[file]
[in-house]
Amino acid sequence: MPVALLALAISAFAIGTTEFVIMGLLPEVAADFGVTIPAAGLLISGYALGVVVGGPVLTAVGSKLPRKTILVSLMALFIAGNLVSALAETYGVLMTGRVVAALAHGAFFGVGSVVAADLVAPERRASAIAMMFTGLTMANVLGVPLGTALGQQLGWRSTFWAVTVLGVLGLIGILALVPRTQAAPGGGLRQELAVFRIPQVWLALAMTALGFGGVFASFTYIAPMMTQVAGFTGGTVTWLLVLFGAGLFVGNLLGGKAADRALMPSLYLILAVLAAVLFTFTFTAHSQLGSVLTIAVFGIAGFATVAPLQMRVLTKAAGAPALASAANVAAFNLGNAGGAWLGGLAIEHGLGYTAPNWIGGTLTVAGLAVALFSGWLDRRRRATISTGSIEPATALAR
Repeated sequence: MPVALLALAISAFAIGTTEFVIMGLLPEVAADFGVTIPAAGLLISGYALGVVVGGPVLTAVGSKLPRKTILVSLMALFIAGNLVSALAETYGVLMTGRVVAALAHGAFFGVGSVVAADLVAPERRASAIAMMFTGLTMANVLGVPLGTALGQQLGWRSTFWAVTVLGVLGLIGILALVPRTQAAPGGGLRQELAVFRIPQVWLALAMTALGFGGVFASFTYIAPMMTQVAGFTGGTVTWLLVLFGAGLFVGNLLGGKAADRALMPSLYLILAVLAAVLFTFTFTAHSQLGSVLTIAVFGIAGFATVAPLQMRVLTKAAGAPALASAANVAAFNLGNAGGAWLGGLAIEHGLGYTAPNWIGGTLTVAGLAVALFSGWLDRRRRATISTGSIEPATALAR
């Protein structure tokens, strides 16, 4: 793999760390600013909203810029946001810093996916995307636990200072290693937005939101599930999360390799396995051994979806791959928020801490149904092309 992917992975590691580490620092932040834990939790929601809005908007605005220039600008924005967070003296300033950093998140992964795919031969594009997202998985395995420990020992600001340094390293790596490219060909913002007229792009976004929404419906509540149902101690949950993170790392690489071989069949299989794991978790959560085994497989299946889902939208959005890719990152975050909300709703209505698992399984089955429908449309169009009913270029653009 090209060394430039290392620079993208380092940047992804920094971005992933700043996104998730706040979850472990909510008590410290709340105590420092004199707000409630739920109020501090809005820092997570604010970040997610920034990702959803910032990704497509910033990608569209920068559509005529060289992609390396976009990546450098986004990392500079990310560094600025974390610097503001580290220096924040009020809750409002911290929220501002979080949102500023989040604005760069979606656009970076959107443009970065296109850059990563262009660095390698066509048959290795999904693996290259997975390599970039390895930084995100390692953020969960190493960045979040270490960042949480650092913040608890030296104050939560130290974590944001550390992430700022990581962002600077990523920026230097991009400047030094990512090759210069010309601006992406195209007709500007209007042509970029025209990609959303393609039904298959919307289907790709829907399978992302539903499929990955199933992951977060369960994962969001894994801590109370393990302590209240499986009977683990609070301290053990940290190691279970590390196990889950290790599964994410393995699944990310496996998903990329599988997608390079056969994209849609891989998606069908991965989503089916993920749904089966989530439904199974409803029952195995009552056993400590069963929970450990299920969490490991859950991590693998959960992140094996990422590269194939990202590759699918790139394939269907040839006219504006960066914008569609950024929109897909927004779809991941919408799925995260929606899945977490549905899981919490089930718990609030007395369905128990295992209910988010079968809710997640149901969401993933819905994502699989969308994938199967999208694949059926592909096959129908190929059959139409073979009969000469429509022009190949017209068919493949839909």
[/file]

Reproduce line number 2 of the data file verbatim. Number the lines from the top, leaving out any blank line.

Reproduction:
Amino acid sequence: MPVALLALAISAFAIGTTEFVIMGLLPEVAADFGVTIPAAGLLISGYALGVVVGGPVLTAVGSKLPRKTILVSLMALFIAGNLVSALAETYGVLMTGRVVAALAHGAFFGVGSVVAADLVAPERRASAIAMMFTGLTMANVLGVPLGTALGQQLGWRSTFWAVTVLGVLGLIGILALVPRTQAAPGGGLRQELAVFRIPQVWLALAMTALGFGGVFASFTYIAPMMTQVAGFTGGTVTWLLVLFGAGLFVGNLLGGKAADRALMPSLYLILAVLAAVLFTFTFTAHSQLGSVLTIAVFGIAGFATVAPLQMRVLTKAAGAPALASAANVAAFNLGNAGGAWLGGLAIEHGLGYTAPNWIGGTLTVAGLAVALFSGWLDRRRRATISTGSIEPATALAR